If Providence does not intercede against my plans, on Saturday I’ll head west on Interstate 40 to California. I don’t know how long I’ll be there. I don’t know where I’ll go next. My summer is free.

Regardless, I’m excited.

Now, I often call California “Commifornia.” California deserves this. The most psychotic Marxist liberals live there. The political class is insane. They’ve destroyed the state. The cost of living, taxes, traffic, congestion, pollution, homelessness and millions of laws are driving millions of people away – by design I say. Whereas it may have been a paradise once, it is now paradise lost.

The Yosemite Valley – or Merced River Canyon – from the Tunnel View. This was taken with an old Samsung. All photos here are from that same Samsung.

Well, not entirely. The land is still stunning. Frankly, I consider its land the most beautiful on earth. And what draws me near now is the land of the band of killers.

You know what I’m talking about, right? The land of the “yo-che-ma-te,” or its anglicized version known as Yosemite. See, Miwok Indians have been living around the land that became the national park since time immemorial. The particular band of Miwoks around there were called Ahwahneechee. As National Geographic says:

Out of fear and respect, other tribes called them the yo-che-ma-te – a phrase that’s been translated as “grizzly bear,” “band of killers,” or “some among them are killers” – and a word that would eventually be applied to the entire valley and the surrounding park.”

To those who know nothing about Yosemite, it’s a federal park on the western slopes of the Sierra Nevada mountains that covers about 1200 square miles. The park borders, essentially, protect the sources of two rivers called the Merced and the Tuolome, which start west of the Sierra’s divide, and run west until, more or less, the rivers flow out of the mountains, and into California’s Central Valley (where all water coming off the Sierras – from not just these two rivers – is gobbled up in one of the most agriculturally productive places on planet earth).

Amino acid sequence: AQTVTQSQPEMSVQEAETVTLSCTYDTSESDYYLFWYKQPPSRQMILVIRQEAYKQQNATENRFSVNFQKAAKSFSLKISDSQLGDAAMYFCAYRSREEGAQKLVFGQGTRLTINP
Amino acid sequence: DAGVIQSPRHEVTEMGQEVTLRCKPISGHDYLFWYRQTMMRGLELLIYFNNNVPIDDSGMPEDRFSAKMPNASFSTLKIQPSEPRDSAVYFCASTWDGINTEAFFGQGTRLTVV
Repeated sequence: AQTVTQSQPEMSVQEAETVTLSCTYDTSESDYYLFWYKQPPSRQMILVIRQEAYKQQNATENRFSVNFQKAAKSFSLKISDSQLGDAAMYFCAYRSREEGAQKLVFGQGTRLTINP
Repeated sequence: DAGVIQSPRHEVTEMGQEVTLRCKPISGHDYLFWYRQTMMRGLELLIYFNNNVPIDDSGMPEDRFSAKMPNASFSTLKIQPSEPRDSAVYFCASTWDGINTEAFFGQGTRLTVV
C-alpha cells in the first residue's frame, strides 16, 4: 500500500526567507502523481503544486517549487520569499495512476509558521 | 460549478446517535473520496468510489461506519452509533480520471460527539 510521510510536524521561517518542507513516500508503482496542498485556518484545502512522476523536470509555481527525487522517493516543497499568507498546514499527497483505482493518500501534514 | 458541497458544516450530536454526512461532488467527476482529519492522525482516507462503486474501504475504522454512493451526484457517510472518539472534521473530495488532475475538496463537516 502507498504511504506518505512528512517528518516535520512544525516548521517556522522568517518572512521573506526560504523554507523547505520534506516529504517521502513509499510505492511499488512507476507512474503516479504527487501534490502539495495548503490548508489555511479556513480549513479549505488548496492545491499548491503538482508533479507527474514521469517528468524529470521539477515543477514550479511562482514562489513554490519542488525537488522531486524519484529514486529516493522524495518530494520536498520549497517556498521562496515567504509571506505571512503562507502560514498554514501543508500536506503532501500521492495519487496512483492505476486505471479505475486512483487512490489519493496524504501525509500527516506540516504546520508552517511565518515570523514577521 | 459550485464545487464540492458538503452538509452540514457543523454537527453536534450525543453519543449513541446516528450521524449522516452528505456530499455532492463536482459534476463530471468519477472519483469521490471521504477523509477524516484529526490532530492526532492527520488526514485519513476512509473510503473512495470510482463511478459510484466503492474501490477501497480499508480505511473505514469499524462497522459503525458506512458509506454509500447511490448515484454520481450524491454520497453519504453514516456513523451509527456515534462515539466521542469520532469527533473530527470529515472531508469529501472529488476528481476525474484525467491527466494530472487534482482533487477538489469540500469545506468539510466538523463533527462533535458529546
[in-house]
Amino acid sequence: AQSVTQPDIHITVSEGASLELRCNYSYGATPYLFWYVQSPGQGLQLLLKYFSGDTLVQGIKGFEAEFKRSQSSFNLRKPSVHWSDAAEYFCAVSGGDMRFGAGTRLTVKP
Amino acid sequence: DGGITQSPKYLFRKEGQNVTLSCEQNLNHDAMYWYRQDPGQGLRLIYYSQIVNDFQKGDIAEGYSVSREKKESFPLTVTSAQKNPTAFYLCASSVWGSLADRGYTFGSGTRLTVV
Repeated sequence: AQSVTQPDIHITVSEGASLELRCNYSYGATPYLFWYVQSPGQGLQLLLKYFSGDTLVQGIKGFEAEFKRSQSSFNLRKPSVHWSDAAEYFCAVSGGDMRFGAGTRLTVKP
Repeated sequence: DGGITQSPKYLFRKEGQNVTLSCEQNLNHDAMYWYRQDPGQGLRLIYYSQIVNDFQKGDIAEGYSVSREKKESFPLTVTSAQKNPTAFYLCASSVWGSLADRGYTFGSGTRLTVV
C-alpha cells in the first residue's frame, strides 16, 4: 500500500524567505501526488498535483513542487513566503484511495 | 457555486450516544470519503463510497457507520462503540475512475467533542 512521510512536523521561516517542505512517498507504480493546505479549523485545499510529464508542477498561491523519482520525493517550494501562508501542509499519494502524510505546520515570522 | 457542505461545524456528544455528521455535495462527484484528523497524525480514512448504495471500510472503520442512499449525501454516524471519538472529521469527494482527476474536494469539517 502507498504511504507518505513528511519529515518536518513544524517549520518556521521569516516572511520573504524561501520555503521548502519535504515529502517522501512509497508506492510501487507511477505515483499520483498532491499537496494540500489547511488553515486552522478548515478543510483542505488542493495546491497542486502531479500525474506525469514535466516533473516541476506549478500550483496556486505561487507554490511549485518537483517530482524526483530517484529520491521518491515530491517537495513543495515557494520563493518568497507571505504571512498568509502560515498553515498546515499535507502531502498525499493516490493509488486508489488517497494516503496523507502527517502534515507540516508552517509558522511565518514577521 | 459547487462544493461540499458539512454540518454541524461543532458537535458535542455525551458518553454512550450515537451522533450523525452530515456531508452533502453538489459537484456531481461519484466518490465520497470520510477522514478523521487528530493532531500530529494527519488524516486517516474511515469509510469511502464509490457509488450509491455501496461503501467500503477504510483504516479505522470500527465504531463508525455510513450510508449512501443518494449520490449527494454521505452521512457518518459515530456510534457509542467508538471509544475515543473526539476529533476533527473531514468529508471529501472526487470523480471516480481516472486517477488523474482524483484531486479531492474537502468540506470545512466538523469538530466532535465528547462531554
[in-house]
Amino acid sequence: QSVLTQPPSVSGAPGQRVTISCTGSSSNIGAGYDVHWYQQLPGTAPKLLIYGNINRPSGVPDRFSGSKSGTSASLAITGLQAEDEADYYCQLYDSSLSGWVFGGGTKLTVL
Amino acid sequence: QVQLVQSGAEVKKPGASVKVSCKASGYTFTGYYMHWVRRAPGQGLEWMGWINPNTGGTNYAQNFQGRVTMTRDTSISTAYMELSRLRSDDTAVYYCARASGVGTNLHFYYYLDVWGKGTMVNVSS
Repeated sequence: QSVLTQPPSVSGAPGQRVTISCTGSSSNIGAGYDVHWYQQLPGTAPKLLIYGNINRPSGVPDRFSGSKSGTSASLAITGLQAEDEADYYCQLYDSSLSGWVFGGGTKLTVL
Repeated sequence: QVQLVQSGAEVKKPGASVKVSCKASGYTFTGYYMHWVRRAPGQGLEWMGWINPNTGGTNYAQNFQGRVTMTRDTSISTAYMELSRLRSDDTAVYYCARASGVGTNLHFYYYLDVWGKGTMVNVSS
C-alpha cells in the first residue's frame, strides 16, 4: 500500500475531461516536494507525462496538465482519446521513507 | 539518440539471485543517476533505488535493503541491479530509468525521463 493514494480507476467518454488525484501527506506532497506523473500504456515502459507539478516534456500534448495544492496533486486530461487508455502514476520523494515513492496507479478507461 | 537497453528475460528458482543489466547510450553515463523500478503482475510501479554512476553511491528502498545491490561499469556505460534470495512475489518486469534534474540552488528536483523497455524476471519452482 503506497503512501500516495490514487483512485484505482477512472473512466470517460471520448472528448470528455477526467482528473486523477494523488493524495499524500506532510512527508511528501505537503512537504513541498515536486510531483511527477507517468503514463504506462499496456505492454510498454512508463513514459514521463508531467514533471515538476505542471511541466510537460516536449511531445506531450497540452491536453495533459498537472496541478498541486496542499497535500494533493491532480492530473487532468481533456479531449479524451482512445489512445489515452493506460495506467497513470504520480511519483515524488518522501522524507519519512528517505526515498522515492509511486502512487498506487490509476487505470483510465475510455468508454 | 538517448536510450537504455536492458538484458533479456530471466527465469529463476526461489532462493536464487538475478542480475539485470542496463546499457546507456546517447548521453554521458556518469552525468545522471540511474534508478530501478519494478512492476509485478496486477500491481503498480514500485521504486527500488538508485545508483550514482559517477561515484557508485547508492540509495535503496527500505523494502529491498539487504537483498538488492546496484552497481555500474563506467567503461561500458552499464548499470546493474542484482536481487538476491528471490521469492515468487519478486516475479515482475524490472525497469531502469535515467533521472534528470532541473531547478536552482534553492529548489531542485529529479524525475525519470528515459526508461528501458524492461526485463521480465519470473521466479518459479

Yosemite’s epicenter of tourism is “Yosemite Valley.” That’s where all the main buildings like visitor centers, hotels, and big campsites are. However, to me, this valley is really a canyon whose walls rise above the Merced River, whose source is the high-country’s melting snow (which can accumulate up 50-feet deep in the highest Sierra elevations). That water then falls…

The Nevada Falls on the Merced River.

When you stand at the bottom of the Yosemite Valley, and look up, you see glacier-polished granite walls rising thousands of feet above the green valley in shapes and forms that compel the eye to glide gracefully along contours that create the perception of enormous space. Pines, fir and spruce grow along the river and speckle canyon walls all the way up into the highest mountain country where snow lasts into summer. Add to this a golden sun and waterfalls that roar to life in May and June as temperatures in the high Sierras finally stay warm enough to melt that snowpack, and Yosemite glows with a vibrancy that makes you question whether you are witnessing a dream or reality.

It is not hyperbole to say it’s one of the most beautiful places on earth. In my humble opinion, Yosemite is tied with Grand Canyon as the most awesome spectacle in the Lower 48. I’ve only been there once, but, it made such an impression upon me that I don’t think months upon months is enough time there. Looking down upon Nevada Falls’ mist refract light into a rainbow amid pines along the Merced created the effect of what I could only call a fire rainbow. Then looking up to the midday glow of that polished granite rise above that misty fire made clear why John Muir called the Sierras the “Range of Light.” I recall this moment in of June 2019 as one of the happiest moments in life. It makes me burn to return.

That fire rainbow

It’s just such a shame that Yosemite’s in California. It’s a shame that all of California’s beauties are in Commifornia. I just hope God saves it all in spite of all what the liberals are doing to destroy that state.

Gas is the mid-$5 range outside the park. However, my 45 mpg Yaris won’t hurt my wallet too much. Neither will the campsite I procured for $30 a night (though the hotels outside the park are about $300 a night). Ultimately, I know how to travel frugally, and maybe I’ll travel for months straight. But I dunno.

I know this, after Yosemite, I want to make it down to Kings Canyon national park, which is adjacent to Sequoia national park. Kings Canyon is a giant canyon south of Yosemite whose walls rise higher than the Grand Canyon’s. Sequoia national park preserves the largest of all the giant sequoia trees in California. I’ll hit there too.

After that, again, I dunno. All I know is that Yosemite is my number one target, and I can’t believe I’m leaving tomorrow…

May God protect.

A view of the Yosemite Valley from up high on Glacier Point… taken with my crappy Samsung.